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Oct 17

## Lagrange method: necessary condition ## Lagrange method: necessary condition

Consider the problem:

(1) maximize the objective function $f(x,y)$ subject to the equality constraint $g(x,y)=0.$

Lagrange's idea: add a new, artificial variable $\lambda$ and consider a new function of three variables $L(x,y,\lambda )=f(x,y)+\lambda g(x,y).$ The solution of the constrained problem (1) should be equivalent to the solution of the unconstrained problem

(2) maximize $L(x,y,\lambda )$. $L(x,y,\lambda )$ is called a Lagrangian. Recall the implicit function existence condition

(3) $\frac{\partial g}{\partial y}\neq 0.$

Under this condition we can employ a useful trick: when the implicit function exists, we can differentiate the restriction $g(x,y(x))=0$ to obtain

(4) $\frac{\partial g}{\partial x}+\frac{\partial g}{\partial y}y^\prime(x)=0.$

## Simple way to solve (1)

Assuming (3), we can find $y=y(x)$ from the restriction and plug $y(x)$ into the objective function to obtain a function of one variable $\phi (x)=f(x,y(x)).$

It's enough to find the extremes of this function (we don't need to use the constraint). At an extremum we necessarily have the first order condition

(5) $\frac{d\phi }{dx}=\frac{\partial f}{\partial x}+\frac{\partial f}{\partial y}y^\prime(x)=0.$

## Lagrange went one step further

(4)+(5) is a linear system of equations. To make this clear, let us introduce a matrix and a vector $A=\left(\begin{array}{cc} \frac{\partial g}{\partial x} & \frac{\partial g}{\partial y}\\ \frac{\partial f}{\partial x} & \frac{\partial f}{\partial y} \end{array}\right) ,~\ Y=\left(\begin{array}{c}1\\ y^\prime(x)\end{array}\right).$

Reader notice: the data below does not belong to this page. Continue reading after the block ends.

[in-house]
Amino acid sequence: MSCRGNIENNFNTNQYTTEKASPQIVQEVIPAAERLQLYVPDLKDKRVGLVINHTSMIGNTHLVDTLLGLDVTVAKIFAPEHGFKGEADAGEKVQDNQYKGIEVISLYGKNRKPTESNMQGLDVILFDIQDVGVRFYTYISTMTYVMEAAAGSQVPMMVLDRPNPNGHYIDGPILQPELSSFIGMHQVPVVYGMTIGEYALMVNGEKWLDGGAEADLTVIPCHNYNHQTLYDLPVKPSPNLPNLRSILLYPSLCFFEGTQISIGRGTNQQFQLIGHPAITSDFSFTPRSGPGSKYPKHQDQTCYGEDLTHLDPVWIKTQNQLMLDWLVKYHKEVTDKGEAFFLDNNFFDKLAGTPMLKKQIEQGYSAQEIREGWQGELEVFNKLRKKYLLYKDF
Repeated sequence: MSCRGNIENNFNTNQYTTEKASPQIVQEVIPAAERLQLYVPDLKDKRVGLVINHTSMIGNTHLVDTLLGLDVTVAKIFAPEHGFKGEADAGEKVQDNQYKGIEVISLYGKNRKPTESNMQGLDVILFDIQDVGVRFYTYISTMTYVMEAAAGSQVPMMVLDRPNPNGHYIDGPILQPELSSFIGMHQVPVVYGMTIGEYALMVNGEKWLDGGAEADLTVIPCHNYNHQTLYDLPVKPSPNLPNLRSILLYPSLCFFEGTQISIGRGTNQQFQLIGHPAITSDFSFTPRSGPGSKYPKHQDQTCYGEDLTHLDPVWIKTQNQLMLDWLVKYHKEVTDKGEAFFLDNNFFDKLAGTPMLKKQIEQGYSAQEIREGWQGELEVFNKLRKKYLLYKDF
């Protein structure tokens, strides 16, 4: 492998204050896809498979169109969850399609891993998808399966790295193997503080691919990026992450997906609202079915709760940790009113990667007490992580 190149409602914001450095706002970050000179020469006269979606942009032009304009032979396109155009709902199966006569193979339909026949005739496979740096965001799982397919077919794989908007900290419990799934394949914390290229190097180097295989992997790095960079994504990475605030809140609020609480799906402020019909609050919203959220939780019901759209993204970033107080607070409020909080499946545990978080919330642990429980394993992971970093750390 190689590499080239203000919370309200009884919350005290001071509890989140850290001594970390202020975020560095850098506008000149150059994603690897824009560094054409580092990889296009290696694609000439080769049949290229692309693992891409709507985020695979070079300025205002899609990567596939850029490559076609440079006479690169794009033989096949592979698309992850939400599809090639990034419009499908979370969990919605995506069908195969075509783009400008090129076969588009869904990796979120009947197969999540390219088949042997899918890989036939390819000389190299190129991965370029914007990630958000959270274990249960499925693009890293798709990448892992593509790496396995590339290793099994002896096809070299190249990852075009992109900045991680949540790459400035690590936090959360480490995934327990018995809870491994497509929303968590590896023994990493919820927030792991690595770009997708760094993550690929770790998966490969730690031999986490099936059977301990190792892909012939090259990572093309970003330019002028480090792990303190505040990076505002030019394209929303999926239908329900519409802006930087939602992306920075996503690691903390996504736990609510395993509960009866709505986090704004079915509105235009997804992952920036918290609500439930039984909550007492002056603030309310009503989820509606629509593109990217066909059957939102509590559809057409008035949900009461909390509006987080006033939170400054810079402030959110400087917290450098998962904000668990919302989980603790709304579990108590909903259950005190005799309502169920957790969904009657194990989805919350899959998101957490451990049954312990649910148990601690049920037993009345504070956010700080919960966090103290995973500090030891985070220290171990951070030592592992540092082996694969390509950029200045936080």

Then (4)+(5) becomes $AY=0.$ This is a homogeneous system (the right side is zero) and it has a nonzero solution $Y$ (at least its first component is not zero). The matrix theory tells us that this is possible only if the determinant of the system is zero: $\det A=0$, which happens only if the second row is proportional to the first: $\left(\begin{array}{cc} \frac{\partial f}{\partial x} & \frac{\partial f}{\partial y}\end{array}\right) =c\left( \begin{array}{cc} \frac{\partial g}{\partial x} & \frac{\partial g}{\partial y} \end{array}\right).$ One vector equation is equivalent to two scalar ones: $\frac{ \partial f}{\partial x}=c\frac{\partial g}{\partial x},$ $\frac{\partial f}{ \partial y}=c\frac{\partial g}{\partial y}.$ Denoting $\lambda =-c,$ we obtain two first order conditions for the Lagrangian:

(6) $\frac{\partial L}{\partial x}=\frac{\partial f}{\partial x}+\lambda \frac{\partial g}{\partial x}=0,$ $\frac{\partial L}{\partial y}=\frac{ \partial f}{\partial y}+\lambda \frac{\partial g}{\partial y}=0.$

The third one is just the constraint:

(7) $\frac{\partial L}{\partial \lambda }=g(x,y)=0.$

We have proved the following result:

Theorem. Let the implicit function existence condition be satisfied. Then there exists a number $\lambda$ such that the solution of the constrained problem (1) satisfies first order conditions (6)+(7) for the Lagrangian (it must be a critical point).